Monday, October 11, 2010

Further explanation of upcoming changes to the DD/Autism waiver budgets

DDRS recently released a bulletin outlining changes to the DD/Autism waiver budgets. If you have questions or concerns, you should contact DDRS at or speak with your IPMG case manager. However, in an attempt to assist families in better understanding this change, Family Voices has created a more user friendly version of the announcement:

In the past, individuals receiving the DD or Autism waivers would meet yearly to determine an individual’s budget for the next year. The team would develop a weekly schedule and what services would be needed to support the individual. The budget would then be submitted by the IPMG case manager to the waiver unit for approval. If it was approved, the individual would receive the chosen services and amounts. If it was denied, the team would need to adjust the services and amounts and resubmit it until it was approved.

The state believes this is a subjective system that creates varied budgets for individuals with similar needs. So, they are implementing what they consider to be a more objective approach to allocating budgets. Rather than submitting a budget for approval AFTER the services are chosen, the individual will receive a certain budget based on a math equation (algorithm) and will then have certain services they MUST purchase before spending the remainder of the budget.

All DD/Autism waiver initial budgets (including those leaving a State Operated Facility (SOF) and Supervised Group Living (SGL) placement), all expiring transitional budgets and all budget renewals after January 1, 2011 will be developed with objective based allocations. The individual’s ICAP score, living arrangements (home or supported living), behavior needs, and/or medical needs will be scored to create a budget amount. Once that amount is determined, it will be released as the individual’s budget, or allocation. Some allocations will go to the PARS (personal allocation review) unit, if requested, to make sure it is appropriate.

Individuals will be assigned a score depending on those factors: Level 0 being very minimal supports needed up to Level 6 which is the highest level of need. An individual living at home, regardless of age, is also considered to have less needs than an individual living in a waiver supported living home.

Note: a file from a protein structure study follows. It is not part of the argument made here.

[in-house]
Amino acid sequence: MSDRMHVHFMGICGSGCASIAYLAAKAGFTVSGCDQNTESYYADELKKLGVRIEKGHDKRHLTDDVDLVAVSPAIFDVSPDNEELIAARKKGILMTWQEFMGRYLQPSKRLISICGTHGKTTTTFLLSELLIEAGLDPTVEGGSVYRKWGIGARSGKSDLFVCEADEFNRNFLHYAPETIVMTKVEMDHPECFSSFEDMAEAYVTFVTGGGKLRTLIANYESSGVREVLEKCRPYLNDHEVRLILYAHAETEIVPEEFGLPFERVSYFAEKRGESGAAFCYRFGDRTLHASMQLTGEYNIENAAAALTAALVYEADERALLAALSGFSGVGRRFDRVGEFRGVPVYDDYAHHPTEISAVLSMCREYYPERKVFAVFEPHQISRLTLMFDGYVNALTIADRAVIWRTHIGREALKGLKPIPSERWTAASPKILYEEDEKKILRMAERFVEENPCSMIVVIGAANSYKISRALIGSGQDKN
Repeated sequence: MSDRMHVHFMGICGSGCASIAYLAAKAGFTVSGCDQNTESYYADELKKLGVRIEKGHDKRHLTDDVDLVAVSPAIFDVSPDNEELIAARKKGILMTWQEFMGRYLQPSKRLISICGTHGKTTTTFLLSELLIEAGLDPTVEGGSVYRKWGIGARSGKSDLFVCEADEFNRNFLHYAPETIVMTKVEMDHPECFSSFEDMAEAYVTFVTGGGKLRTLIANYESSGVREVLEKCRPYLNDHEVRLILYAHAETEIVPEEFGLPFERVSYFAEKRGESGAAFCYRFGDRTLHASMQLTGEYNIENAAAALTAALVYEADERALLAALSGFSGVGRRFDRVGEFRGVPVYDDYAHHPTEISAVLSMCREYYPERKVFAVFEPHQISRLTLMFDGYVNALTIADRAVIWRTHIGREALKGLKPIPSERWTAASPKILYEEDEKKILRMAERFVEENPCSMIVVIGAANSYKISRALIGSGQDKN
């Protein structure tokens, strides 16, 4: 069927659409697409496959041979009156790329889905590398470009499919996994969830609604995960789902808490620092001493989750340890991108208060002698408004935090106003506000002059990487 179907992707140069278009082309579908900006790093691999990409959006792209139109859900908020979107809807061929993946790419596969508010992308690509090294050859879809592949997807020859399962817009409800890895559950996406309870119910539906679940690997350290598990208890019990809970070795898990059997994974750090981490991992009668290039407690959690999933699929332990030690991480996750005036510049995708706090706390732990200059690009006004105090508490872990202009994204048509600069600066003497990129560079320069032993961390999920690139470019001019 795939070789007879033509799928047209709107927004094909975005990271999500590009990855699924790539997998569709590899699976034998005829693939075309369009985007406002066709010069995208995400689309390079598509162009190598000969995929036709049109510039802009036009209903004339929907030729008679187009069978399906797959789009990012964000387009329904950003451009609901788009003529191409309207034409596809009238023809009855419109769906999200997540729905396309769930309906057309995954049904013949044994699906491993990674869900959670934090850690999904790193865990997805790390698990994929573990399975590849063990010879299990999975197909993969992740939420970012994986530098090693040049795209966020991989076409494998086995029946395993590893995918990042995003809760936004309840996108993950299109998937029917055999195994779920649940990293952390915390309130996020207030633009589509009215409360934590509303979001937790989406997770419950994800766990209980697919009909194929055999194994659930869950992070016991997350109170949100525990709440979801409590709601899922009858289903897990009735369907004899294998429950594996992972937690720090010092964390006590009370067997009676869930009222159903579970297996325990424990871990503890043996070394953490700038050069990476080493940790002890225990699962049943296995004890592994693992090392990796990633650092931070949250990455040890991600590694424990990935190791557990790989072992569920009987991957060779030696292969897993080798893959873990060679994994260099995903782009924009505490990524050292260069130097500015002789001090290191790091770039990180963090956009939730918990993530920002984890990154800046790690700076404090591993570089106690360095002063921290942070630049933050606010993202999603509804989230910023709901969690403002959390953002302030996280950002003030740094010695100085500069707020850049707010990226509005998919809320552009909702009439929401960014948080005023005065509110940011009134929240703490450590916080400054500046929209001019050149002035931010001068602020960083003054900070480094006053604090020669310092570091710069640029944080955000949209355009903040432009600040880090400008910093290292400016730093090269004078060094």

In addition to using this formula to determine the individual’s budget, DDRS will also be requiring a reserve amount of the budget be used for day services. Those day services include: Community Habilitation, Adult Day Services, Pre-vocational services, Supported Employment Follow Along, Facility Habilitation, Music/Recreational/Other Therapies, and Transportation.

The Day Service reserve for most individuals who have exited school will be $10,500 ,except those with the highest level of need. Those with a Level 6 designation and have exited school, may have a day reserve of $18,000. Those individuals still attending school (0-22 years old) will have a day reserve of $5,500.

These day services must be purchased with the reserve amount of the budget or else that money is lost. Depending on the individual’s behavioral needs, they may have an additional budget reserve that must be spent on Behavior Management Services. Only AFTER those services are purchased may the remaining amount of the budget, if any, be used to purchase other services including residential habilitation, respite, etc.

It will be very important for families to work with their IPMG case manager to ensure person centered planning is being used to purchase services that meet the individual’s wants and needs for a safe and meaningful day. Since the emphasis is now on community participation, individuals need to ask about appropriate transportation services, especially if an individual needs it to be wheelchair accessible. The other question families should ask is if the individual might be eligible for Medicaid covered services such as home health and/or nursing, which would not be part of the individual’s waiver budget.

It is unclear at this time which items are eligible for appeal. There is typically some information on the appeal process when you receive the NOA (notice of action). Families should look for additional information from DDRS and discuss options with an IPMG case manager. If you feel you need more assistance than your case manager can provide, you can ask to speak with an IPMG supervisor or the BDDS ombudsman.

You can always also share your concerns with your state legislators. That information is available at:

Family Voices will continue to share information as it becomes available. Again, if you have questions or concerns, you should contact DDRS at
or speak with your IPMG case manager.

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